One of the gifts of my early religious upbringing is the teaching of grace. Though I have left that religion, this teaching continues to be central in my life and teaching. I still often sing the classic Christian hymn, sung in the Baptist church of my childhood and youth, "Amazing Grace." An Anglican clergyperson and poet, John Newton, penned the words in 1772. He had been a slave trader before becoming a Christian. And having explored many religions over the last 30 years, I see the teaching of grace in them all. I was surprised to find the song "Amazing Grace" has been well-liked among many Buddhists, a non-theistic path. The words may be different, but the teaching of trust in grace is present East and West.
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A man appeared at the gates of Paradise. Christ met him. "Christ," said the man, "I'm so happy to get here to enjoy heaven!" Christ said, "Sir, you're not ready for heaven." Bewildered, the man spoke, "Certainly, I am! I've worked hard to make sure I get to heaven!" "That's why you're not ready to enjoy heaven," said Christ.
Another man arrived at the gates of Paradise. Christ met him. "Christ," said the man, "I'm so enthused to get to heaven! I worked hard to make sure I wouldn't get sent to hell." Christ said, "Sir, you're not ready for heaven." Confused, the man replied, "You must be wrong! Didn't I do many good things to make sure I wouldn't go to hell?" Christ replied, "Yes, you did many good things to make sure you wouldn't go to hell, and that's why you're not ready for heaven."
A third man stood before the gates of Paradise. Christ met him. "Christ," said the man, "I don't know if I'm ready for heaven or not. I don't think I could ever get ready." Christ said, "That's why you're ready. Welcome!"
1) The first way is of the man who acts out of the fear of not getting what one wants.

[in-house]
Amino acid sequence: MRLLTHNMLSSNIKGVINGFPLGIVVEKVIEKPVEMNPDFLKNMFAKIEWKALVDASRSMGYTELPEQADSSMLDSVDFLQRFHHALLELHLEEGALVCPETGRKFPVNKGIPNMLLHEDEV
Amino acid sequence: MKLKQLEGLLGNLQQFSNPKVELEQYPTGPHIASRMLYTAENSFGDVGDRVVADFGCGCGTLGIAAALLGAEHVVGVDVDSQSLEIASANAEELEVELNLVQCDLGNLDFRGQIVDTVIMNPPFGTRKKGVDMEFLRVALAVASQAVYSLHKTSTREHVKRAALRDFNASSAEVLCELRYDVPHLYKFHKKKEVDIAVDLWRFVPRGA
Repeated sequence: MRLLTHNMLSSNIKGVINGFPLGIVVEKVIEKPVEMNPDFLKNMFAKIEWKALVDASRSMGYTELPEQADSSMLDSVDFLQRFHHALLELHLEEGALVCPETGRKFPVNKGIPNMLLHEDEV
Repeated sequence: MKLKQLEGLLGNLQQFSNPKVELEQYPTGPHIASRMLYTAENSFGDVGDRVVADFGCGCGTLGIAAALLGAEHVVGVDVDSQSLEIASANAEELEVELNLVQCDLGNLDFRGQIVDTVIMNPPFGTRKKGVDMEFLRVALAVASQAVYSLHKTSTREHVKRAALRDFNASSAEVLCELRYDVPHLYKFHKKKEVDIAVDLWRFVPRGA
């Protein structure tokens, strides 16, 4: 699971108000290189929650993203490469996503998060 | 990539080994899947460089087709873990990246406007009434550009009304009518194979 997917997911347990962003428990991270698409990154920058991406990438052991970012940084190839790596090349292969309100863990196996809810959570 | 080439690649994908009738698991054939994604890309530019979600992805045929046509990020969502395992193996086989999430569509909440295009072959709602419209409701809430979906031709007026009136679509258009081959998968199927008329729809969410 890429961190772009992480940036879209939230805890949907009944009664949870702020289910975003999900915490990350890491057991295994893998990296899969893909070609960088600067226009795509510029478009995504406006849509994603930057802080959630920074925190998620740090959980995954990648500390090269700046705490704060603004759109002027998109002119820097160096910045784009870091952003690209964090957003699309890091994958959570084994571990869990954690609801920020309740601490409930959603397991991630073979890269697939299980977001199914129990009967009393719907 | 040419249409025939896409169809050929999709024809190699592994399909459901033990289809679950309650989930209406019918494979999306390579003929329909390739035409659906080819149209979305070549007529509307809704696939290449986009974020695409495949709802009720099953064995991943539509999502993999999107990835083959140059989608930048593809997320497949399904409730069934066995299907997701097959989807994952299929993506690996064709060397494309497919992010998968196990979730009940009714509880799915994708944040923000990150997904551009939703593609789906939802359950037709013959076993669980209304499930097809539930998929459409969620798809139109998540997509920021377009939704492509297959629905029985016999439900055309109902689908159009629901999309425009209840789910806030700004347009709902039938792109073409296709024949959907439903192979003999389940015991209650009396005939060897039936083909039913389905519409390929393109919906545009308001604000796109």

2) The second way is the man who acts from the fear of getting what one does not wish to.
3) The third way is the way of grace. One recognizes the self cannot in itself meet some external standard of acceptance or non-acceptance. In grace - an internal, intangible gift -, one is always and already accepted. By the same grace, one can relax self-effort and accept the acceptance.
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Grace is integral to the life of any spiritual practitioner, of a religion or not. Grace is neither religious nor non-religious. It enables and inspires. It accompanies us along the Way. Yet, we cannot name it. No one can say what grace is. We can, nevertheless, know it, as we know any truth by experiencing it. If one finds grace, this is for grace has already found her - to know grace is one act with grace knowing you. Where does grace begin for you? Before you ask for it; it is the source of your asking.
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*© Brian K. Wilcox, 2021
*Brian's book, An Ache for Union: Poems on Oneness with God through Love, can be ordered through major online booksellers or the publisher AuthorHouse. The book consists of poems based on wisdom traditions, predominantly Christian, Buddhist, and Sufi, with extensive notes on the poetry's teachings and imagery.